# converting complex sum of exponential signal to real signal

I have the following Signal model, that generates a discrete-time complex signal, where $$a_k$$ - amplitudes, $$\phi_k$$ - phases, $$\alpha_k$$ - damping factors and $$f_k$$ - frequencies are the parameters of the model and $$n$$ is the time index and $$\Delta t$$ is the time interval.

$$$$x_n = \sum_{k=1}^{K} (a_k e^{j\phi_k})(e^{\{(- \alpha_k + j2\pi f_k )\Delta t\}n}), \quad n = 0,1,...,N-1$$$$

For what values of the model parameters, does it generate a real signal? I worked out to write the phase $$\phi$$ as a function of $$n$$ and $$f$$ as: $$\phi_k = n\pi (1-2f_k \Delta t)$$ or simply, $$\phi_k = -2n\pi f_k \Delta t$$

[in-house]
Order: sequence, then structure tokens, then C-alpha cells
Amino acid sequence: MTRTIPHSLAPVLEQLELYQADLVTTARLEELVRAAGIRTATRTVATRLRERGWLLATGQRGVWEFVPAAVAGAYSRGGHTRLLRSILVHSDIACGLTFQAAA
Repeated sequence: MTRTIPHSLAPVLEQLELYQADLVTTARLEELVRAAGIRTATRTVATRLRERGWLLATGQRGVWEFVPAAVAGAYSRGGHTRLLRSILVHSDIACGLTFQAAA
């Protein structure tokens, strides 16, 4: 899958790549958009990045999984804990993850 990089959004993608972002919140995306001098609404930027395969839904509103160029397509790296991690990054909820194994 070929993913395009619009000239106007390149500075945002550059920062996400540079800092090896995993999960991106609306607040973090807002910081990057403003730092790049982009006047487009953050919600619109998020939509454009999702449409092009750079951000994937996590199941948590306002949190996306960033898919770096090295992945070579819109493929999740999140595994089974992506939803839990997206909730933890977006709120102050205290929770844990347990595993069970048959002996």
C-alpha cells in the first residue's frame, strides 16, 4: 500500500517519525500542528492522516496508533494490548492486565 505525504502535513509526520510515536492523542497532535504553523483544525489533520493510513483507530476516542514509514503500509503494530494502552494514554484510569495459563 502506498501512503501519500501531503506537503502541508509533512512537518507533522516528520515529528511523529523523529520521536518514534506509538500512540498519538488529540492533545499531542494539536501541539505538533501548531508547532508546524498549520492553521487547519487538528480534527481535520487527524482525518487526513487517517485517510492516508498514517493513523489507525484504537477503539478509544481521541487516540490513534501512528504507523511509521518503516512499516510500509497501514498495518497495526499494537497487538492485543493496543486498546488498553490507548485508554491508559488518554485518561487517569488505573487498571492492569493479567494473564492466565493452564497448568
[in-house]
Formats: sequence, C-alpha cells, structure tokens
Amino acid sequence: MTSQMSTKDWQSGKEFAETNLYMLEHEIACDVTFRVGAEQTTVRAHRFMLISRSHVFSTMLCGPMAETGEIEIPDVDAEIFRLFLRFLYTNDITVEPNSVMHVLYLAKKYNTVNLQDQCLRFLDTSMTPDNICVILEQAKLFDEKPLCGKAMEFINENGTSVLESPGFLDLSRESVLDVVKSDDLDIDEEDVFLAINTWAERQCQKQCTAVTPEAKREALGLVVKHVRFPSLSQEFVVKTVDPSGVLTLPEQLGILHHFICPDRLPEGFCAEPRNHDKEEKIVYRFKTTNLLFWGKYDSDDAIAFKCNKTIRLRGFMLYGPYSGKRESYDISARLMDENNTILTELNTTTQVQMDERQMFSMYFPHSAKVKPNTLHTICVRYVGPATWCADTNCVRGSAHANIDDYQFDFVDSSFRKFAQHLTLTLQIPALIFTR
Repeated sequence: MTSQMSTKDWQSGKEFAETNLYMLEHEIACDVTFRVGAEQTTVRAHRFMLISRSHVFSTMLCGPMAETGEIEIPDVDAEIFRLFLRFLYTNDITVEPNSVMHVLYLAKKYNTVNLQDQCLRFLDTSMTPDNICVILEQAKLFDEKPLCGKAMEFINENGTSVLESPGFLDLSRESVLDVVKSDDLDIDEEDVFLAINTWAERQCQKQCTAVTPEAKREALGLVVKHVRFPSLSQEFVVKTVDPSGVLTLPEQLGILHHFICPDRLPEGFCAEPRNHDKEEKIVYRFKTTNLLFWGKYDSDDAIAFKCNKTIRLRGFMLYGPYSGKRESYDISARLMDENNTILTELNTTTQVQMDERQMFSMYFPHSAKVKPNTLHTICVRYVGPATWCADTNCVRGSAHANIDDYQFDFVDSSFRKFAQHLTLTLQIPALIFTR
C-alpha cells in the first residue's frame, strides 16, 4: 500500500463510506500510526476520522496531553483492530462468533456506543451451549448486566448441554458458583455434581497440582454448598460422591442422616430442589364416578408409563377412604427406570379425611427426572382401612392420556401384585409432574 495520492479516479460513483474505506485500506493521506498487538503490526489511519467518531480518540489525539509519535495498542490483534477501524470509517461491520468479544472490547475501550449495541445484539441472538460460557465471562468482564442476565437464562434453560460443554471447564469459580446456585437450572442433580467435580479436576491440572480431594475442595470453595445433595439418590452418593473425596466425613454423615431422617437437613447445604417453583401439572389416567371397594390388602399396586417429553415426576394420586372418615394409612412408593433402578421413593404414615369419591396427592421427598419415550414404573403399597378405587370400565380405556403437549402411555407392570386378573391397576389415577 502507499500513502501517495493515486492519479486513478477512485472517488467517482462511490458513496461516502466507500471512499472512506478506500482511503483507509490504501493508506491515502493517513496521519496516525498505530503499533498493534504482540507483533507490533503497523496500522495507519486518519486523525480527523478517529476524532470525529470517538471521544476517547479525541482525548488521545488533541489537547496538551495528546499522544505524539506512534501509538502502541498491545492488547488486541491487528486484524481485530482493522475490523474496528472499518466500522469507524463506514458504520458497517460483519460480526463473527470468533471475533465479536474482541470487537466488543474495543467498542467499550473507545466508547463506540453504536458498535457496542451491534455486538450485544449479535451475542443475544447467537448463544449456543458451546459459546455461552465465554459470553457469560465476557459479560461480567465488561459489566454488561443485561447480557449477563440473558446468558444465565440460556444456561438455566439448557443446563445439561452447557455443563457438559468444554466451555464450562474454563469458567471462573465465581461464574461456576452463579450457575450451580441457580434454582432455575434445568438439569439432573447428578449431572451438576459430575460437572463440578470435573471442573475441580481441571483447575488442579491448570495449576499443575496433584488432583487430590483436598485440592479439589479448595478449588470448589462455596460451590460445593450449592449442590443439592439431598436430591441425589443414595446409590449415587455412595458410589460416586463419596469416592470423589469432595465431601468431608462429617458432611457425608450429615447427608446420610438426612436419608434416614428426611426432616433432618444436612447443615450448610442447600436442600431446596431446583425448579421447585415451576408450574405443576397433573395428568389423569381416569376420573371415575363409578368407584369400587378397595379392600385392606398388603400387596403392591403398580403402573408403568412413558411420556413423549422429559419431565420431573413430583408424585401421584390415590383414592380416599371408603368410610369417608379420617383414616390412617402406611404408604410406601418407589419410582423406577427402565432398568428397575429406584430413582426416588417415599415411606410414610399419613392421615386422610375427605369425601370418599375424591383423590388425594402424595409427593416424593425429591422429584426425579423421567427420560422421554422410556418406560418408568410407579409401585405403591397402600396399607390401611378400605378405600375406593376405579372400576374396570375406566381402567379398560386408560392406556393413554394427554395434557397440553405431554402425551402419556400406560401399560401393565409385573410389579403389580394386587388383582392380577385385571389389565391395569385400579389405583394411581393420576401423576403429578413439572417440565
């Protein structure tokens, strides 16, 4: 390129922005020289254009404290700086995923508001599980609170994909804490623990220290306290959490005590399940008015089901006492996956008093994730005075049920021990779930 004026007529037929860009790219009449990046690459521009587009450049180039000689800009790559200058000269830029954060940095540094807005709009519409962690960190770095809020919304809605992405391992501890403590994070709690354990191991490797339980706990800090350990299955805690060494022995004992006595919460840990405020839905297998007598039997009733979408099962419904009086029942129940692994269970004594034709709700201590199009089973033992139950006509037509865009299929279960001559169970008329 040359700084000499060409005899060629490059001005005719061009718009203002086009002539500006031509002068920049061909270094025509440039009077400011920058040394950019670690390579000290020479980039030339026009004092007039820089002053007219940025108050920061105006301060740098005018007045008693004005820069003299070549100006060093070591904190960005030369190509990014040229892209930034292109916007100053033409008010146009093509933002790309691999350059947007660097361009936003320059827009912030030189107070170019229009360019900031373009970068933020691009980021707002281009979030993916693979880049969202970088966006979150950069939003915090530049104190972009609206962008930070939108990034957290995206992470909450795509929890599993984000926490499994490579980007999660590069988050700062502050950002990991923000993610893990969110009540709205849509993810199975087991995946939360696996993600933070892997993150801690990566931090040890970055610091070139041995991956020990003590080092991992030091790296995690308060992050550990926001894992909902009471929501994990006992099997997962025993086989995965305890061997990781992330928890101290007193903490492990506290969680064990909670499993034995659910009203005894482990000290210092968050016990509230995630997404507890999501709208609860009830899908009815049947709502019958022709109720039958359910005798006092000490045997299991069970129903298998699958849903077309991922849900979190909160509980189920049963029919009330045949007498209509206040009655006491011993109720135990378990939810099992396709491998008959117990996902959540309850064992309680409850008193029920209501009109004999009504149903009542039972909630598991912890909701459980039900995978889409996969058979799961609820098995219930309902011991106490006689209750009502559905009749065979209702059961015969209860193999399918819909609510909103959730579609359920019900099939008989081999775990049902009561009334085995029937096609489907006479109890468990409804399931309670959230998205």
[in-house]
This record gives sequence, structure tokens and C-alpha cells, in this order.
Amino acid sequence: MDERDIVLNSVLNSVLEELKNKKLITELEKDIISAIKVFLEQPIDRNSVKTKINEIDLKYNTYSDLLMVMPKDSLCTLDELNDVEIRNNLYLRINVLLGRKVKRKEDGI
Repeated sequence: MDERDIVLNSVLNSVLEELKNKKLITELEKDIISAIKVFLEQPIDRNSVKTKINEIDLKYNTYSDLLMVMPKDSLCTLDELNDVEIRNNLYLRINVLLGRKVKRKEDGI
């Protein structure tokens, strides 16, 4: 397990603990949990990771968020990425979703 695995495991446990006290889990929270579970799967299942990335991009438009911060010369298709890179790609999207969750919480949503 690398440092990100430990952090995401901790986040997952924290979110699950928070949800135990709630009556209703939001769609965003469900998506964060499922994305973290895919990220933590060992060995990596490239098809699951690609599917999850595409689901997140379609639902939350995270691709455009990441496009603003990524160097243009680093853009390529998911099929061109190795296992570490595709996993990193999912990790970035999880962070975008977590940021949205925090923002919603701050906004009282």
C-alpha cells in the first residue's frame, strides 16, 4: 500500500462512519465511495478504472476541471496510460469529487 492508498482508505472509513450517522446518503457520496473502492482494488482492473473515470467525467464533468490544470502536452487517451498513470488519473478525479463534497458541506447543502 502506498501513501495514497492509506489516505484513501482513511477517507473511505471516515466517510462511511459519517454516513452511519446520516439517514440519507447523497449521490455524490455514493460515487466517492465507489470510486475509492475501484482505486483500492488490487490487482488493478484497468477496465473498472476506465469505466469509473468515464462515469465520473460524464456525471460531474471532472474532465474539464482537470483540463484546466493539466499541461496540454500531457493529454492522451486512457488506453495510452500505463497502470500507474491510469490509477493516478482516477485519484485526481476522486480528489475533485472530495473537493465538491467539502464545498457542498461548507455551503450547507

But can phase be a function of time index? When I set this value, then the frequency has no role to play. Is there any other values of the parameter, that makes this signal sequence real?

If you make the sum run from $$-K$$ to $$+K$$ and set $$a_k = a_{-k}, \alpha_k = \alpha_{-k}, \phi_k = -\phi_{-k}$$, the result will indeed be real. But that's more or less equivalent by replacing the complex exponential with a cosine (phase shifted by $$\phi_k$$).
With the damping you may be able to enforce real values for some samples simply by solving for $$\Im\{x[n]\} = 0$$, but you only have $$3K$$ model parameters, so you can't do it for all samples of the infinitely long signal